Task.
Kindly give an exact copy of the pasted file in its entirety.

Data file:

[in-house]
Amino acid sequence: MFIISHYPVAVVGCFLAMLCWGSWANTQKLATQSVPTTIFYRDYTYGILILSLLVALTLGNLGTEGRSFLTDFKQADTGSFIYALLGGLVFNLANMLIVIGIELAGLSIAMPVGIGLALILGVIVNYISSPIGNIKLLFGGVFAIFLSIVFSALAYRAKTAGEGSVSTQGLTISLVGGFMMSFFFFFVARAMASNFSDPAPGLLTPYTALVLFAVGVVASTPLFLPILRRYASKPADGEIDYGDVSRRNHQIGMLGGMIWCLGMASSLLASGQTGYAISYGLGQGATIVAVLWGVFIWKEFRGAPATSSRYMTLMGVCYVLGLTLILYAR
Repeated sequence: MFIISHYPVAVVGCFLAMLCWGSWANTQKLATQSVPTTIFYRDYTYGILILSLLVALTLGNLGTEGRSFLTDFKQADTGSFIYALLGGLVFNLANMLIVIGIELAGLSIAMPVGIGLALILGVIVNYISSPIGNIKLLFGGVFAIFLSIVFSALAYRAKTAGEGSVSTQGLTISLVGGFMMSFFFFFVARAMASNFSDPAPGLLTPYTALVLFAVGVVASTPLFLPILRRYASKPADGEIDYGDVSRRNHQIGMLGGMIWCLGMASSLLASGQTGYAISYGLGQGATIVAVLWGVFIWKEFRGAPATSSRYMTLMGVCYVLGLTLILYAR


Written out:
[in-house]
Amino acid sequence: MFIISHYPVAVVGCFLAMLCWGSWANTQKLATQSVPTTIFYRDYTYGILILSLLVALTLGNLGTEGRSFLTDFKQADTGSFIYALLGGLVFNLANMLIVIGIELAGLSIAMPVGIGLALILGVIVNYISSPIGNIKLLFGGVFAIFLSIVFSALAYRAKTAGEGSVSTQGLTISLVGGFMMSFFFFFVARAMASNFSDPAPGLLTPYTALVLFAVGVVASTPLFLPILRRYASKPADGEIDYGDVSRRNHQIGMLGGMIWCLGMASSLLASGQTGYAISYGLGQGATIVAVLWGVFIWKEFRGAPATSSRYMTLMGVCYVLGLTLILYAR
Repeated sequence: MFIISHYPVAVVGCFLAMLCWGSWANTQKLATQSVPTTIFYRDYTYGILILSLLVALTLGNLGTEGRSFLTDFKQADTGSFIYALLGGLVFNLANMLIVIGIELAGLSIAMPVGIGLALILGVIVNYISSPIGNIKLLFGGVFAIFLSIVFSALAYRAKTAGEGSVSTQGLTISLVGGFMMSFFFFFVARAMASNFSDPAPGLLTPYTALVLFAVGVVASTPLFLPILRRYASKPADGEIDYGDVSRRNHQIGMLGGMIWCLGMASSLLASGQTGYAISYGLGQGATIVAVLWGVFIWKEFRGAPATSSRYMTLMGVCYVLGLTLILYAR